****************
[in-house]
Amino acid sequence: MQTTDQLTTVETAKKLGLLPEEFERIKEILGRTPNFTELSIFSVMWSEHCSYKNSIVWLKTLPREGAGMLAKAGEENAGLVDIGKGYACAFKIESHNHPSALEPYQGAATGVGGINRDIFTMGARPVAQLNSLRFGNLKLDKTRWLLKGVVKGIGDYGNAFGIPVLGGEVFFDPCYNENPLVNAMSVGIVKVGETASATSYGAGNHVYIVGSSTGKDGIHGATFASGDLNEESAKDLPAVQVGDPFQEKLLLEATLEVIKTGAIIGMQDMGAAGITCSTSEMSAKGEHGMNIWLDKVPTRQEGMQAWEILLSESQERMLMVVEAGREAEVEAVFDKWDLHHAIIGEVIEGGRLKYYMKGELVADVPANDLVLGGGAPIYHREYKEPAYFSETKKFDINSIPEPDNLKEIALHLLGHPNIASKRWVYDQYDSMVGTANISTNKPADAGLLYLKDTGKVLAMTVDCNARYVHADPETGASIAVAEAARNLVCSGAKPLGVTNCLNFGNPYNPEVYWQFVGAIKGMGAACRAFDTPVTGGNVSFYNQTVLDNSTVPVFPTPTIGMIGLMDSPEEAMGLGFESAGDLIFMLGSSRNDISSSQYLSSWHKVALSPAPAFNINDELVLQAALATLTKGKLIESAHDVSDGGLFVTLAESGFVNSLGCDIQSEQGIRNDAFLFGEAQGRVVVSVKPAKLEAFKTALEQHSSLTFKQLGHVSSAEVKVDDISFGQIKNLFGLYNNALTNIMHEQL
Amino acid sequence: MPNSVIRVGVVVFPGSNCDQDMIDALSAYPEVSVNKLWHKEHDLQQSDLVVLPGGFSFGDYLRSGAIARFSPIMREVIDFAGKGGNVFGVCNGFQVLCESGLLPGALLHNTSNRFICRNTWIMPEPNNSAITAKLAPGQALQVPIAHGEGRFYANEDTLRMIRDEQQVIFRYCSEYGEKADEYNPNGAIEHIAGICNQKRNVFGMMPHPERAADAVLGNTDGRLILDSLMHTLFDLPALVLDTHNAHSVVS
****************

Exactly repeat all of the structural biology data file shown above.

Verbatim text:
[in-house]
Amino acid sequence: MQTTDQLTTVETAKKLGLLPEEFERIKEILGRTPNFTELSIFSVMWSEHCSYKNSIVWLKTLPREGAGMLAKAGEENAGLVDIGKGYACAFKIESHNHPSALEPYQGAATGVGGINRDIFTMGARPVAQLNSLRFGNLKLDKTRWLLKGVVKGIGDYGNAFGIPVLGGEVFFDPCYNENPLVNAMSVGIVKVGETASATSYGAGNHVYIVGSSTGKDGIHGATFASGDLNEESAKDLPAVQVGDPFQEKLLLEATLEVIKTGAIIGMQDMGAAGITCSTSEMSAKGEHGMNIWLDKVPTRQEGMQAWEILLSESQERMLMVVEAGREAEVEAVFDKWDLHHAIIGEVIEGGRLKYYMKGELVADVPANDLVLGGGAPIYHREYKEPAYFSETKKFDINSIPEPDNLKEIALHLLGHPNIASKRWVYDQYDSMVGTANISTNKPADAGLLYLKDTGKVLAMTVDCNARYVHADPETGASIAVAEAARNLVCSGAKPLGVTNCLNFGNPYNPEVYWQFVGAIKGMGAACRAFDTPVTGGNVSFYNQTVLDNSTVPVFPTPTIGMIGLMDSPEEAMGLGFESAGDLIFMLGSSRNDISSSQYLSSWHKVALSPAPAFNINDELVLQAALATLTKGKLIESAHDVSDGGLFVTLAESGFVNSLGCDIQSEQGIRNDAFLFGEAQGRVVVSVKPAKLEAFKTALEQHSSLTFKQLGHVSSAEVKVDDISFGQIKNLFGLYNNALTNIMHEQL
Amino acid sequence: MPNSVIRVGVVVFPGSNCDQDMIDALSAYPEVSVNKLWHKEHDLQQSDLVVLPGGFSFGDYLRSGAIARFSPIMREVIDFAGKGGNVFGVCNGFQVLCESGLLPGALLHNTSNRFICRNTWIMPEPNNSAITAKLAPGQALQVPIAHGEGRFYANEDTLRMIRDEQQVIFRYCSEYGEKADEYNPNGAIEHIAGICNQKRNVFGMMPHPERAADAVLGNTDGRLILDSLMHTLFDLPALVLDTHNAHSVVS